The relationship between science and the mass media has attracted the attention of sociologists of science and communication scholars alike. Given the importance of the mass media in framing public opinion in every part of society, media attention can be seen as crucial for science’s public support. In times of a presumptive tightening of the sciences’ media connection, the question arises if not only the media coverage of science is on the rise but also if science in turn orients itself towards the rationalities of the mass media. This process of mutual influences and dependencies between science and the mass media has been termed “medialization”1. We assume, however, that it is not the sphere of science as such that experiences media-related change but that resonance can be observed in certain disciplines only under specific structural conditions.

By comparing mathematics, molecular biology and contemporary history, we investigate the implications of medialization in three disciplines that differ in the amount of news coverage as well as in their production and presentation modes of knowledge. The central question is on which levels structural change towards mass media-related criteria of relevance can be located: as alteration of the professional role of scientists? As organizational responses? Or in scholarly communication, by anticipating mass media-related criteria in the presentation of scientific knowledge?2 In this paper we focus on the presentation modes of scientific findings. A quantitative and qualitative content analysis of historical, mathematical and molecular biological findings covered by the German press informs about the dissemination processes and structural characteristics of medialized papers. In combination with interview data from scientists, press officers of research institutes and journal editors this allows to explore the media impact on science for different disciplines.

The paper is based on the research project “The Production and Presentation of Scientific Knowledge under the Conditions of Medialization” funded by the German Ministry of Education and Research (BMBF) in the framework of the funding initiative “New Governance of Science – Research on the Relationship of Science, Policy and Society“.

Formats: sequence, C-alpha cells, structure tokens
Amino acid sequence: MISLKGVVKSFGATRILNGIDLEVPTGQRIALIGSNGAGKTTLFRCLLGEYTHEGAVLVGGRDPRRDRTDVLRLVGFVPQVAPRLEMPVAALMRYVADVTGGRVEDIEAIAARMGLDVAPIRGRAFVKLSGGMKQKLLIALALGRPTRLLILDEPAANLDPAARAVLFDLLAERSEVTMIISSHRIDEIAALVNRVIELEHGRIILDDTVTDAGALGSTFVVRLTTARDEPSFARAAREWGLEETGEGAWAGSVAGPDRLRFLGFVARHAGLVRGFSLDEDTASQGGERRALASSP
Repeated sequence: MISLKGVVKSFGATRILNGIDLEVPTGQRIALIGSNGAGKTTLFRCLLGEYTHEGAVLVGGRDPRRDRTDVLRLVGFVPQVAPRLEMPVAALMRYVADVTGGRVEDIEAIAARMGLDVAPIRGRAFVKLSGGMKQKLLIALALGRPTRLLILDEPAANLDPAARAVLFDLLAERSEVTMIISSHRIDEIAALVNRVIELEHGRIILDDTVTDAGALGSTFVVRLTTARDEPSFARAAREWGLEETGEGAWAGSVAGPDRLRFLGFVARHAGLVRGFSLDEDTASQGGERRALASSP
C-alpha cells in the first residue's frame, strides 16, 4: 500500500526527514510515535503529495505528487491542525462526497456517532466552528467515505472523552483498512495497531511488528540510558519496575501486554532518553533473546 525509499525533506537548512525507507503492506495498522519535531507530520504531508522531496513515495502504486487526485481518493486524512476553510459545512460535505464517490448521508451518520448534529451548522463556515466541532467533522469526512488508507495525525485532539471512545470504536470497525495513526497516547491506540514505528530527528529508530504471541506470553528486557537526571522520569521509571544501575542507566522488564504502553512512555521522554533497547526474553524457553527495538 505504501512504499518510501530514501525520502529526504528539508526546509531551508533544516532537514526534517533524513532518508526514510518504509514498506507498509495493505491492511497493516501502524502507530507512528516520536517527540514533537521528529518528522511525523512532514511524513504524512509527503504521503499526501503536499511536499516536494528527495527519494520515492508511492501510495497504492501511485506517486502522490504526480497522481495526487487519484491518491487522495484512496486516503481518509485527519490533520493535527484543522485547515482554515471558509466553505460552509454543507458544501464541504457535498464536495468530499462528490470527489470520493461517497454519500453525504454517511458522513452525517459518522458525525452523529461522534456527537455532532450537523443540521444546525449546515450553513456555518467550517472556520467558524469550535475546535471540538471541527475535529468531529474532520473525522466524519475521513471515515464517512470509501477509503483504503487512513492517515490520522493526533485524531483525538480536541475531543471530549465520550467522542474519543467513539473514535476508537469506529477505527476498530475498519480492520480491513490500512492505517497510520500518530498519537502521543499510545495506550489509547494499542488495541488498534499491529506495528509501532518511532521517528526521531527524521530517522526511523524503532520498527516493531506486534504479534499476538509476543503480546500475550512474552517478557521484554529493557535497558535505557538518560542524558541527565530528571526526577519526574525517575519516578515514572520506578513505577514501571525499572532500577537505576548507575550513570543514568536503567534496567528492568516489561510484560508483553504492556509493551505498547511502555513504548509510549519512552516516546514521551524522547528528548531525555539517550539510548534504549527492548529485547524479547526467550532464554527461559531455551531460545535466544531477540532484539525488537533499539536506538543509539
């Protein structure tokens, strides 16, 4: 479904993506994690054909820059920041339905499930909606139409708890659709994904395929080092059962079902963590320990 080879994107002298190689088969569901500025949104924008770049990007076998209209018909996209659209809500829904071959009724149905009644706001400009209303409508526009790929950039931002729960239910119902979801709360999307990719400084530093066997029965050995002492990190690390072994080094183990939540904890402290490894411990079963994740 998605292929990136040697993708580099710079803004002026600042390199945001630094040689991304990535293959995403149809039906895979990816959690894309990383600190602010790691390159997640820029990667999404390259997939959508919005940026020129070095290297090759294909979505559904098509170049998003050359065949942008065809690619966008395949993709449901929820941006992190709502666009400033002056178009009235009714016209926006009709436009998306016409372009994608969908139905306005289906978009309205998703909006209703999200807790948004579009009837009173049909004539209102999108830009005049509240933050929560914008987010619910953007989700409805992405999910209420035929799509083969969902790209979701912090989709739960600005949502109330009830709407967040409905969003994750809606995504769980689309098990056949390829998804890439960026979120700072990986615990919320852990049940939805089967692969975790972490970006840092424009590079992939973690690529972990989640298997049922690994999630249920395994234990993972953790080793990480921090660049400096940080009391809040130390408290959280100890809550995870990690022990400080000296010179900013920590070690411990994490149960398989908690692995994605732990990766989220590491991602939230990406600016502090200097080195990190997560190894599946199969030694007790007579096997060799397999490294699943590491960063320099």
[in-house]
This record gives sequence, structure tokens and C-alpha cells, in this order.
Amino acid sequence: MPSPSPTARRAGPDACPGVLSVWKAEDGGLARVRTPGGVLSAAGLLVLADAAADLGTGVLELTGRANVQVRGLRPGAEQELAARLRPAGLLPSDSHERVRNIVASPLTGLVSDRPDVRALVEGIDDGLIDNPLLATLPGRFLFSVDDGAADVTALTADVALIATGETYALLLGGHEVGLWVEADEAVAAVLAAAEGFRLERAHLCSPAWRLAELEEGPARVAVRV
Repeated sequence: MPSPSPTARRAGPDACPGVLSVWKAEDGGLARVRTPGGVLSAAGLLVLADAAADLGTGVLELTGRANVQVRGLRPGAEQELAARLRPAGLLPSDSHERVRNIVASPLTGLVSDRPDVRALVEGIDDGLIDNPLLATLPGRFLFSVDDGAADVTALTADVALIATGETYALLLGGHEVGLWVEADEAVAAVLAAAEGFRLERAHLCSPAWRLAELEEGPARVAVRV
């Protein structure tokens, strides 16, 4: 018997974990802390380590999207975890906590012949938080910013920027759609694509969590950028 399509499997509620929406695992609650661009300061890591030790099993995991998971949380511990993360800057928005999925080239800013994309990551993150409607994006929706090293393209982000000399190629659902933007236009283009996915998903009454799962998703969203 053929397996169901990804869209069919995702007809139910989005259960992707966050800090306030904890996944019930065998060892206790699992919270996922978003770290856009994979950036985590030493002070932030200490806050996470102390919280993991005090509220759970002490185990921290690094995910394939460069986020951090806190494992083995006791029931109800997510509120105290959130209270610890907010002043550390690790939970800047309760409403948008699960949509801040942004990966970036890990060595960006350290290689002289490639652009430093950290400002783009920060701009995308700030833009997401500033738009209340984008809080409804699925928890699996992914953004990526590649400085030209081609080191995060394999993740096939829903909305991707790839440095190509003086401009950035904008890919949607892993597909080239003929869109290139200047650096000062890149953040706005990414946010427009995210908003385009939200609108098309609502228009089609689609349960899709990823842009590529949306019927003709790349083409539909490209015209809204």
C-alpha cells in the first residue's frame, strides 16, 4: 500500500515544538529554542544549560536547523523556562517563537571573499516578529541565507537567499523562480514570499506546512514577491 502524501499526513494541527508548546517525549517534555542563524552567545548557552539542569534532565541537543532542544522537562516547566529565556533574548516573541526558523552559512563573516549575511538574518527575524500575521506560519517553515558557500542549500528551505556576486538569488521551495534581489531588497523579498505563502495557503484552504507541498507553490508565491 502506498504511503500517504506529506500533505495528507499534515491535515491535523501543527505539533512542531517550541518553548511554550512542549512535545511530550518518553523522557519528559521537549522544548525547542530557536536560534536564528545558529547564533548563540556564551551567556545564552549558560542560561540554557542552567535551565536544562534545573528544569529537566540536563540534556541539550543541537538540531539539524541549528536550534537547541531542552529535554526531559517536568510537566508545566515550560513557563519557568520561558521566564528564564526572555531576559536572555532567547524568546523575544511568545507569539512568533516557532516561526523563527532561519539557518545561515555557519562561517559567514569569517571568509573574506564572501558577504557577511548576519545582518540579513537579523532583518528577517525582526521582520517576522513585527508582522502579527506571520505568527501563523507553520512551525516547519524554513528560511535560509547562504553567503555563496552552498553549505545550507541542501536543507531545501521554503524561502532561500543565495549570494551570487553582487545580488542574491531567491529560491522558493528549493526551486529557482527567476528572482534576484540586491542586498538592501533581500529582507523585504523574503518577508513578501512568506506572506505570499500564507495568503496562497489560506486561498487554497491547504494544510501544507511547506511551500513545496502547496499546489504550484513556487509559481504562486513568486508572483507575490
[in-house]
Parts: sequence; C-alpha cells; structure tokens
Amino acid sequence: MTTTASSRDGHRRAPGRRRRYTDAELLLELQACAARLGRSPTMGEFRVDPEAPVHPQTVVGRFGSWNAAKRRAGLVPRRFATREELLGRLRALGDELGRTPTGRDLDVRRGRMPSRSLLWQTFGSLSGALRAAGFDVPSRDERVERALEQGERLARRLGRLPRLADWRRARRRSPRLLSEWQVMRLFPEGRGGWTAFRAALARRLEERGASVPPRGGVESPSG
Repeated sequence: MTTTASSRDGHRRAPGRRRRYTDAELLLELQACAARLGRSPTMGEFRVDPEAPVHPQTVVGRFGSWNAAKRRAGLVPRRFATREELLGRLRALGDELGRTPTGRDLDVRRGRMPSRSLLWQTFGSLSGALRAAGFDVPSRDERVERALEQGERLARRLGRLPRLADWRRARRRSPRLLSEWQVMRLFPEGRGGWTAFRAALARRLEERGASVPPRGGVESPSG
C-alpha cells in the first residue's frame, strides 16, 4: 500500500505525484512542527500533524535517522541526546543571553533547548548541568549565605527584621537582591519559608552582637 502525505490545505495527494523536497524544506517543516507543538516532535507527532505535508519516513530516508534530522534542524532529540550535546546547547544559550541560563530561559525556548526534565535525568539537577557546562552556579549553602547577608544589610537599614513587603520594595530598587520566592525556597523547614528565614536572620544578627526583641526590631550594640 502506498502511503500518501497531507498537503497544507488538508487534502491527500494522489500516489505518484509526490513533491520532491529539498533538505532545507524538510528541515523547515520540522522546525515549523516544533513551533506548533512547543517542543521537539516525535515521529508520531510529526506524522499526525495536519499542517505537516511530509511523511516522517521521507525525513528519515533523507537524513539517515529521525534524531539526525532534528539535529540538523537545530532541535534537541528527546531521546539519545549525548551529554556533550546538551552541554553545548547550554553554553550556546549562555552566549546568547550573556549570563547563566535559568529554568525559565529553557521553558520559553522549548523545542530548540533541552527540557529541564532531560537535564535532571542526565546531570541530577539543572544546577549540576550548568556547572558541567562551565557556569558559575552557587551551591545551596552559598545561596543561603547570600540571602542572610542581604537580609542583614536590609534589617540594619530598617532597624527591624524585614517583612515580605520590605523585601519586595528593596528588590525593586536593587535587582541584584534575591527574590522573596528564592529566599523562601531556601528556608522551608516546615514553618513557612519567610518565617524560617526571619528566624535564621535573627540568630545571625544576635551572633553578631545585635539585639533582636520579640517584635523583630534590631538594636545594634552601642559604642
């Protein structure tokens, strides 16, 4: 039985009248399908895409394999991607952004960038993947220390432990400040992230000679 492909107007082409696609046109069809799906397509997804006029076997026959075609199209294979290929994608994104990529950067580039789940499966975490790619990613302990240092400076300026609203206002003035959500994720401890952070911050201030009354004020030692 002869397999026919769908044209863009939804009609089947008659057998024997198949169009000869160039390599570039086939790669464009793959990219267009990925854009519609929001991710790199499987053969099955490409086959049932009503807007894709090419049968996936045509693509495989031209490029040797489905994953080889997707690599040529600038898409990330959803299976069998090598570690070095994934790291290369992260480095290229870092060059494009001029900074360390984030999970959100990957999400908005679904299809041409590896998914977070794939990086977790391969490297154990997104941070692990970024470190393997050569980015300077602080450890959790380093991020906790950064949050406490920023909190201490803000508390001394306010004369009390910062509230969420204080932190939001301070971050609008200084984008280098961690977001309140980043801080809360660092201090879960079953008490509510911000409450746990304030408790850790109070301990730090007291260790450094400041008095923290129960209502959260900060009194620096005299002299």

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Public Communication of Science and Technology

 

Media attention and its repercussions on science
Results of a cross- disciplinary analysis

Martina Franzen   Institute for Science and Technology Studies (IWT) University of Bielefeld

Simone Rödder   Institute for Science and Technology Studies (IWT) University of Bielefeld

The relationship between science and the mass media has attracted the attention of sociologists of science and communication scholars alike. Given the importance of the mass media in framing public opinion in every part of society, media attention can be seen as crucial for science’s public support. In times of a presumptive tightening of the sciences’ media connection, the question arises if not only the media coverage of science is on the rise but also if science in turn orients itself towards the rationalities of the mass media. This process of mutual influences and dependencies between science and the mass media has been termed “medialization”1. We assume, however, that it is not the sphere of science as such that experiences media-related change but that resonance can be observed in certain disciplines only under specific structural conditions.

By comparing mathematics, molecular biology and contemporary history, we investigate the implications of medialization in three disciplines that differ in the amount of news coverage as well as in their production and presentation modes of knowledge. The central question is on which levels structural change towards mass media-related criteria of relevance can be located: as alteration of the professional role of scientists? As organizational responses? Or in scholarly communication, by anticipating mass media-related criteria in the presentation of scientific knowledge?2 In this paper we focus on the presentation modes of scientific findings. A quantitative and qualitative content analysis of historical, mathematical and molecular biological findings covered by the German press informs about the dissemination processes and structural characteristics of medialized papers. In combination with interview data from scientists, press officers of research institutes and journal editors this allows to explore the media impact on science for different disciplines.

The paper is based on the research project “The Production and Presentation of Scientific Knowledge under the Conditions of Medialization” funded by the German Ministry of Education and Research (BMBF) in the framework of the funding initiative “New Governance of Science – Research on the Relationship of Science, Policy and Society“.

A copy of the full paper has not yet been submitted.

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